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ORNL refrigerator cools with magnetism, not Freon

ORNL mechanical engineer Ayyoub Momen works on a magnetocaloric proof-of-concept refrigeration prototype. Image credit: Jason Richards, ORNL 

Some metals do a remarkable thing when they’re placed within a magnetic field: They heat up. Remove the magnetic field, and they grow cold.

It’s not difficult to see how this heating and cooling, known as the magnetocaloric effect, might be put to good use. Refrigerators and air conditioners could not only become more energy efficient but also be freed from century-old technology that relies on environmentally harmful refrigerants.

Researchers with ORNL’s Building Equipment Research Group are working with General Electric Appliances to produce a refrigerator based on the magnetocaloric effect. The ORNL team is also developing an air conditioner based on the same principle.

Their efforts so far suggest such products will be not only greener but also 25 percent more energy efficient than conventional appliances.

“Right now emissions that arise from heating, ventilating, air conditioning, and refrigeration equipment are receiving a lot of scrutiny,” said mechanical engineer Omar Abdelaziz, leader of the ORNL BER Group. “In the U.S., this equipment consumes about 20 percent of the nation’s energy.”

In addition, he noted, common refrigerants are powerful greenhouse gases. The global warming potential for the most common refrigerator refrigerant, for instance, is 1,400 times higher than that of carbon dioxide. The global warming potential of the most common air conditioning refrigerant is 2,000 times higher, and that of the most common commercial refrigerant is 4,000 times higher.

The researchers are experimenting with alloys of lanthanum, iron, silicon, cobalt, and sometimes hydrogen, using the magnetocaloric properties of different recipes to create a practical appliance. Magnetocaloric materials lose their magnetism above a specific temperature, known as their Curie temperature. By fine-tuning the alloy composition, the team can create materials with progressively lower Curie temperatures, allowing them to arrange the alloys to amplify cooling.

Magnetocaloric materials are very touchy, though, so researchers had to overcome some serious practical challenges to take advantage of this oddity of physics.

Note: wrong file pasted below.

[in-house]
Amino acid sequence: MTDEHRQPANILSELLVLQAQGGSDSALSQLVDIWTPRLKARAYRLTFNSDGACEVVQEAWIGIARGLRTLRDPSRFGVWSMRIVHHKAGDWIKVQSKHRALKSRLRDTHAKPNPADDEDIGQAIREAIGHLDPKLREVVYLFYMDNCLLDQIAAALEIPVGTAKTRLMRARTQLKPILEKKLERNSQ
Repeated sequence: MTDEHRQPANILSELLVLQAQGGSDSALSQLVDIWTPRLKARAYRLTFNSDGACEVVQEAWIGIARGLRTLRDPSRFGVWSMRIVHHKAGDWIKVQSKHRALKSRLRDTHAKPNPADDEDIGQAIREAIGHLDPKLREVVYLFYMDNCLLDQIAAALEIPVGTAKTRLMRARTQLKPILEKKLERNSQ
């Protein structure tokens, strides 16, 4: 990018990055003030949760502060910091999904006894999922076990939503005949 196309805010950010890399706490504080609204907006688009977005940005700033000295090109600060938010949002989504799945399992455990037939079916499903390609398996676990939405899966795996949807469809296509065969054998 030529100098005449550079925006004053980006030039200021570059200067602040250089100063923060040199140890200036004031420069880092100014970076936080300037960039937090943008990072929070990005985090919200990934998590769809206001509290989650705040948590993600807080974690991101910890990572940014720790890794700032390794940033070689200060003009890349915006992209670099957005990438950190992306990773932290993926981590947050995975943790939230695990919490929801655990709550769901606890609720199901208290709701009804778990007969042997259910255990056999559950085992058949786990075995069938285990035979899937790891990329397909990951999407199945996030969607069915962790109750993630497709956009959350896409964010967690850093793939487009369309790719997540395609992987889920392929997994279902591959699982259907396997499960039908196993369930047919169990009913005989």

For instance, a magnetocaloric refrigerator uses a water-based liquid to transfer heat and cool the compartment. If that liquid is simply pushed through the powdered alloy, however, the benefits are offset by the work needed to push the liquid.

One solution is to run the liquid through tiny channels in the material. But to produce those channels, the alloy must be finely ground, which presents the first challenge.

“Any conventional manufacturing processes where we make microchannels requires very fine powder,” ORNL mechanical engineer Ayyoub Momen said. “But as soon as you crush these materials to such a powder, let’s say 5 micrometers, they become so reactive in some cases that they can even become explosive.”

The second challenge, he said, is that the alloys are very brittle, meaning they’re unsuited to conventional manufacturing processes. And, finally, they are heat sensitive.

“In most cases these particles hate heat,” Momen explained. “As soon as you heat them up, they lose their magnetocaloric properties.”

The research team came up with a solution that involves 3-D printing the materials and holding them together with an epoxy. With this process, developed at ORNL’s National Transportation Research Center, they can create channels as small as 100 micrometers.

They also developed the means to heat—or “sinter”—the material to make it stronger without destroying its magnetocaloric properties.

The team is developing a process that uses magnetic fields to cause the powder—and channels within it—to line up automatically, much like the patterns created by iron filings on a piece of paper placed over a magnet.

The researchers have two papers pending that describe their work. Plans call for a magnetocaloric refrigerator to be commercially available by 2020.